The first step was identifying possible solution types that could be applicable to this use case. Any retailer-to-distributor solution needed to be an instant bank-to-bank transfer, keeping in mind the daily payments requirement. Considering three distinct features – remote payment option, digital invoice (for retailer and distributor), and costing – UPI was identified as the most appropriate solution. Possible solution partners were identified by Catalyst and the shortlisted candidates presented their solution to the distributor. A solution provider, Paybee, was selected based on meetings and in consultation with the distributor. The decision was based on solution readiness, ease of use, costing, and investment by the solution provider. After the solution selection, it was important to design a strategy for adoption, therefore a shop-to-shop adoption drive was started by the solution provider. In order to build trust with the solution as well as the solution provider, one of the distributor’s employees went along with the solution provider’s team for the initial introductions.

The solution provider ensured that the retailers who were interested in adopting the solution were given thorough onboarding instructions and hand-holding was provided for an initial few transactions to ensure they were comfortable with using the solution.

The hard copy invoice shared by the distributor in the morning and traditionally used by the supply team was required to be digitized by the solution provider and sent out to the retailers for making payments. The pilot was initially started with one distributor and extended to others as the pilot progressed.

While there are enough benefits of going digital for the distributor, the retailer’s story was still unclear in terms of our pitch for adoption. Our assumption was that retailers might be averse to behavior change and might prefer the status quo even if it may have challenges. However, the retailers were largely positive and many agreed to try it out, which was a welcome development.


Though only around 10 percent of the retailers who adopted the solution became active users, it was interesting to see that the retailers who started actively using the solution largely continued paying through the app and did not go back to cash. Some of the factors that influenced the retailers to adopt the solution include: no cost burden on retailers, transparency in invoicing, push from the distributor, and the assistance provided by the solution provider in completing any banking formalities for successful adoption. While earlier the transactions between the distributor and retailer had a paper trail and sometimes there were disputes in payments as well, with the adoption of the digital solution all records of invoices as well as payments were available digitally to both parties; thus minimizing errors and providing referable supporting documents. One of the other benefits of going digital as quoted by the retailers was the lack of physical interaction with the distributor’s employees; as sometimes the cash collection agents made multiple visits or came to collect payments during high footfall periods thus inconveniencing the retailers. With digital payments, they now had the freedom to pay at their convenience – provided it was within the stipulated time period.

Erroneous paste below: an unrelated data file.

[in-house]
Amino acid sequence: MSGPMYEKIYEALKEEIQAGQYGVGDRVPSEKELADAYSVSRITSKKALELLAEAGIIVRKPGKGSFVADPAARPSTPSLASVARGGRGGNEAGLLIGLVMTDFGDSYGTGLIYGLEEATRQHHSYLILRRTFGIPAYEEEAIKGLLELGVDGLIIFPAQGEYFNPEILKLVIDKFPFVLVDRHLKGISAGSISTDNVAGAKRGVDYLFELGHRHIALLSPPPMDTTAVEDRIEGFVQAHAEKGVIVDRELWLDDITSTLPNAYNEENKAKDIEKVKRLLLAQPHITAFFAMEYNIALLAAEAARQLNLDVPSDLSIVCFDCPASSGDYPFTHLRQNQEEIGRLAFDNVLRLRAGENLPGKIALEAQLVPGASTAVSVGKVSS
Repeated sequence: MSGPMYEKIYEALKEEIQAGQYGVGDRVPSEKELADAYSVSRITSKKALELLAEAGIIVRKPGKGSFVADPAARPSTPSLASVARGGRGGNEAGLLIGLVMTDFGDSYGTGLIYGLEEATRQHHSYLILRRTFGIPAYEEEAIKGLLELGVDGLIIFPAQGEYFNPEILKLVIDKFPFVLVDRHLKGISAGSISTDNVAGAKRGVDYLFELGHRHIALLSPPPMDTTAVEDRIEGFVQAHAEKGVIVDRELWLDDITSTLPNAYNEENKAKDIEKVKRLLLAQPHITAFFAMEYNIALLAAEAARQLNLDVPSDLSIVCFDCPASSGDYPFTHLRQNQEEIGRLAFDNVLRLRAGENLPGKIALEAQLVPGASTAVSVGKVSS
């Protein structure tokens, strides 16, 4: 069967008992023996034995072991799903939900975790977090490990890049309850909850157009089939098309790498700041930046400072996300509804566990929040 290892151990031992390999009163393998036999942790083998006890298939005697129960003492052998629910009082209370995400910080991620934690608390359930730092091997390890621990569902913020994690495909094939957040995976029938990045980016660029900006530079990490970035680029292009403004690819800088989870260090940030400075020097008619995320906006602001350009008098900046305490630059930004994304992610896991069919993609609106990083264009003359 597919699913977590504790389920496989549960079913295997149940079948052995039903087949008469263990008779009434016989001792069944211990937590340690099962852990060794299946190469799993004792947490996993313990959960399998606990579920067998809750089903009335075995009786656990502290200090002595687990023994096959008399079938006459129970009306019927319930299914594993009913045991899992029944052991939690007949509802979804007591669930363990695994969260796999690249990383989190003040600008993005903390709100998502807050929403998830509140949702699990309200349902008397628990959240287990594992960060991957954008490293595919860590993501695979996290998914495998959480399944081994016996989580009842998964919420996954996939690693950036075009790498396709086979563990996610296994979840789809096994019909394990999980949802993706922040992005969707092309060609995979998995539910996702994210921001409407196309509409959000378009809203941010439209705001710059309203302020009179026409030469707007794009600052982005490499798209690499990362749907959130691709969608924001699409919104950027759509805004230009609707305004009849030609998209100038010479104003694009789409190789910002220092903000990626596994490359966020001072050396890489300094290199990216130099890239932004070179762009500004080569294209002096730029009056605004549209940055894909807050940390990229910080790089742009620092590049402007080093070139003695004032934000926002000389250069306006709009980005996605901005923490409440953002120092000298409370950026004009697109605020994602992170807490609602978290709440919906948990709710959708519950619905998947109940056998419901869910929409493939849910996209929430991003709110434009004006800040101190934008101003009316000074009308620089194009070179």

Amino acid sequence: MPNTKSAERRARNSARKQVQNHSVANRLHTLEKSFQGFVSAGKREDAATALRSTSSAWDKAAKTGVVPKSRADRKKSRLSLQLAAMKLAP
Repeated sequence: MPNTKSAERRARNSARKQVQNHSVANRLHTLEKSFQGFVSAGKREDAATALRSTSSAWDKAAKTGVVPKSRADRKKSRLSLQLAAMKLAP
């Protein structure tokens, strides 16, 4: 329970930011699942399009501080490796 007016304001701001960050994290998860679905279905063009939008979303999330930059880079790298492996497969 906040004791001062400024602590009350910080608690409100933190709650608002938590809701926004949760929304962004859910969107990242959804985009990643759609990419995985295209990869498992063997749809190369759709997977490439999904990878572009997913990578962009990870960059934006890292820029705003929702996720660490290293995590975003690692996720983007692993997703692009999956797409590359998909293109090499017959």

The solution provider also tweaked their application as they progressed through the pilot such as adding a feature of having multiple logins for the distributor’s employees to keep track of payments but at the same time limiting their access to functions. Another upgrade was to include a call feature to make it easy for the team following up on the payments.

How to make payment


No change comes without its share of challenges and our pilot was no different. During initial discussions with distributors and retailers, potential pain-points were identified. One of the major issues was the daily payments cycle with the added criteria of being time-bound. Other challenges to adoption included lack of smartphones, inactive bank accounts, no debit cards, and lack of mobile phones linked to bank accounts. While these issues did come up, wherever possible they were resolved on a case-by-case basis with the support provided by the solution provider to get a debit card, linking of mobile number to a bank account, or even opening bank accounts. However, since some of these were bank-related issues, the resolution took some time.

The other big challenge was related to access to digital money. While retailers were largely positive about trying out this digital payment solution, they indicated their lack of access to digital cash as one of the major issues. Our pilot essentially transferred the burden of cash digitization from the distributor to the retailers.

The retailers also only have access to cash as customers pay in cash for their purchases. Traditionally, the retailer does not see the need to deposit the cash in his bank as all the distributors take payments in cash. Thus, most retailers do not keep sufficient balance in their bank accounts. They are neither accustomed to nor need to visit banks frequently.

While in the long run, this behavior change would build the retailer’s banking as well as digital payments history – potentially making them eligible for loans and subsequently other benefits associated with financial inclusion – in the absence of any immediately visible incentives, this behavior change could be challenging.

Morning hours are the high footfall period for these retailers; and since they usually operate alone, expecting them to leave their store to deposit cash in their banks every day is not a feasible solution. The distance to the bank branch and long lines add to the time loss. Undertaking this on a daily basis will transfer the undue burden to the retailers. And without their cooperation, digital payments uptake along the supply chain is bound to fail.